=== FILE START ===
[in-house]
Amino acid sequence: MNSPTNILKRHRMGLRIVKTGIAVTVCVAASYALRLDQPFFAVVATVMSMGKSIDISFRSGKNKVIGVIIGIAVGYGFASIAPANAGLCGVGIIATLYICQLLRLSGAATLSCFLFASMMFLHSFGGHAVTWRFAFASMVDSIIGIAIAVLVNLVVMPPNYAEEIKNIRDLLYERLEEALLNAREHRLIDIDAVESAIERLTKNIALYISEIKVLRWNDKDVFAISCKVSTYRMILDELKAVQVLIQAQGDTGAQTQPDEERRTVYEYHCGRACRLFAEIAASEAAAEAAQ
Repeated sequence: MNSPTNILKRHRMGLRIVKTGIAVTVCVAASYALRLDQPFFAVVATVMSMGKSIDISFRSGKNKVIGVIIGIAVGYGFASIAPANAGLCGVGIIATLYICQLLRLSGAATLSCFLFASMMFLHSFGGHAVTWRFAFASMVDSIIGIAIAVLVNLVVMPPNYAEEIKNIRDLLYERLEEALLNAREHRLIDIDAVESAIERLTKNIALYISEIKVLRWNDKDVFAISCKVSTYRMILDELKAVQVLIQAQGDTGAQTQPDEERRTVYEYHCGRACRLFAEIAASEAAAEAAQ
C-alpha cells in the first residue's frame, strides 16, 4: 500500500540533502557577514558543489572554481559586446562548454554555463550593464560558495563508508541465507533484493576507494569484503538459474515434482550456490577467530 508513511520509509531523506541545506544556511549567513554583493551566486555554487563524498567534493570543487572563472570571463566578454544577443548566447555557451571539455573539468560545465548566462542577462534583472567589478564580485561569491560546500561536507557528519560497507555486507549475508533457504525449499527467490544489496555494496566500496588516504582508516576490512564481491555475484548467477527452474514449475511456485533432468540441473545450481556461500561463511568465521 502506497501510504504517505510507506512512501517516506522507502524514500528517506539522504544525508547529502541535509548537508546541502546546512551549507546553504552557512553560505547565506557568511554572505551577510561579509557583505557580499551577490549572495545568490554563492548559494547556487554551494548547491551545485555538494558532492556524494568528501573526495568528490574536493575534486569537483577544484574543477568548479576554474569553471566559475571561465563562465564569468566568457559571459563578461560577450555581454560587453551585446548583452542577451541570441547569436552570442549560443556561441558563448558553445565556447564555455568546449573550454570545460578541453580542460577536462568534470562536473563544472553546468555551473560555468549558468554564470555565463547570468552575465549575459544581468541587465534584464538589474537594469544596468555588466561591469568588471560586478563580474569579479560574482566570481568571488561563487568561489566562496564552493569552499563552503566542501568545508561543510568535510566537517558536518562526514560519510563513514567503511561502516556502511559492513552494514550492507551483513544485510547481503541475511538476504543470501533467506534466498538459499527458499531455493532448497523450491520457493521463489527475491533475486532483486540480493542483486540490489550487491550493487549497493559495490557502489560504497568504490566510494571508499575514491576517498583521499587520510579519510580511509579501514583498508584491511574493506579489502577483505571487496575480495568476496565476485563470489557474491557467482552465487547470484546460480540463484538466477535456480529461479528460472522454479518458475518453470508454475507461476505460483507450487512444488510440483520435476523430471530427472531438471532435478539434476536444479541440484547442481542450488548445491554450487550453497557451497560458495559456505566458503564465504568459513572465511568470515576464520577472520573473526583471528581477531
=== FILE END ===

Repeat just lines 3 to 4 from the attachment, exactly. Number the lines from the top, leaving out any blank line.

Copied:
Repeated sequence: MNSPTNILKRHRMGLRIVKTGIAVTVCVAASYALRLDQPFFAVVATVMSMGKSIDISFRSGKNKVIGVIIGIAVGYGFASIAPANAGLCGVGIIATLYICQLLRLSGAATLSCFLFASMMFLHSFGGHAVTWRFAFASMVDSIIGIAIAVLVNLVVMPPNYAEEIKNIRDLLYERLEEALLNAREHRLIDIDAVESAIERLTKNIALYISEIKVLRWNDKDVFAISCKVSTYRMILDELKAVQVLIQAQGDTGAQTQPDEERRTVYEYHCGRACRLFAEIAASEAAAEAAQ
C-alpha cells in the first residue's frame, strides 16, 4: 500500500540533502557577514558543489572554481559586446562548454554555463550593464560558495563508508541465507533484493576507494569484503538459474515434482550456490577467530 508513511520509509531523506541545506544556511549567513554583493551566486555554487563524498567534493570543487572563472570571463566578454544577443548566447555557451571539455573539468560545465548566462542577462534583472567589478564580485561569491560546500561536507557528519560497507555486507549475508533457504525449499527467490544489496555494496566500496588516504582508516576490512564481491555475484548467477527452474514449475511456485533432468540441473545450481556461500561463511568465521 502506497501510504504517505510507506512512501517516506522507502524514500528517506539522504544525508547529502541535509548537508546541502546546512551549507546553504552557512553560505547565506557568511554572505551577510561579509557583505557580499551577490549572495545568490554563492548559494547556487554551494548547491551545485555538494558532492556524494568528501573526495568528490574536493575534486569537483577544484574543477568548479576554474569553471566559475571561465563562465564569468566568457559571459563578461560577450555581454560587453551585446548583452542577451541570441547569436552570442549560443556561441558563448558553445565556447564555455568546449573550454570545460578541453580542460577536462568534470562536473563544472553546468555551473560555468549558468554564470555565463547570468552575465549575459544581468541587465534584464538589474537594469544596468555588466561591469568588471560586478563580474569579479560574482566570481568571488561563487568561489566562496564552493569552499563552503566542501568545508561543510568535510566537517558536518562526514560519510563513514567503511561502516556502511559492513552494514550492507551483513544485510547481503541475511538476504543470501533467506534466498538459499527458499531455493532448497523450491520457493521463489527475491533475486532483486540480493542483486540490489550487491550493487549497493559495490557502489560504497568504490566510494571508499575514491576517498583521499587520510579519510580511509579501514583498508584491511574493506579489502577483505571487496575480495568476496565476485563470489557474491557467482552465487547470484546460480540463484538466477535456480529461479528460472522454479518458475518453470508454475507461476505460483507450487512444488510440483520435476523430471530427472531438471532435478539434476536444479541440484547442481542450488548445491554450487550453497557451497560458495559456505566458503564465504568459513572465511568470515576464520577472520573473526583471528581477531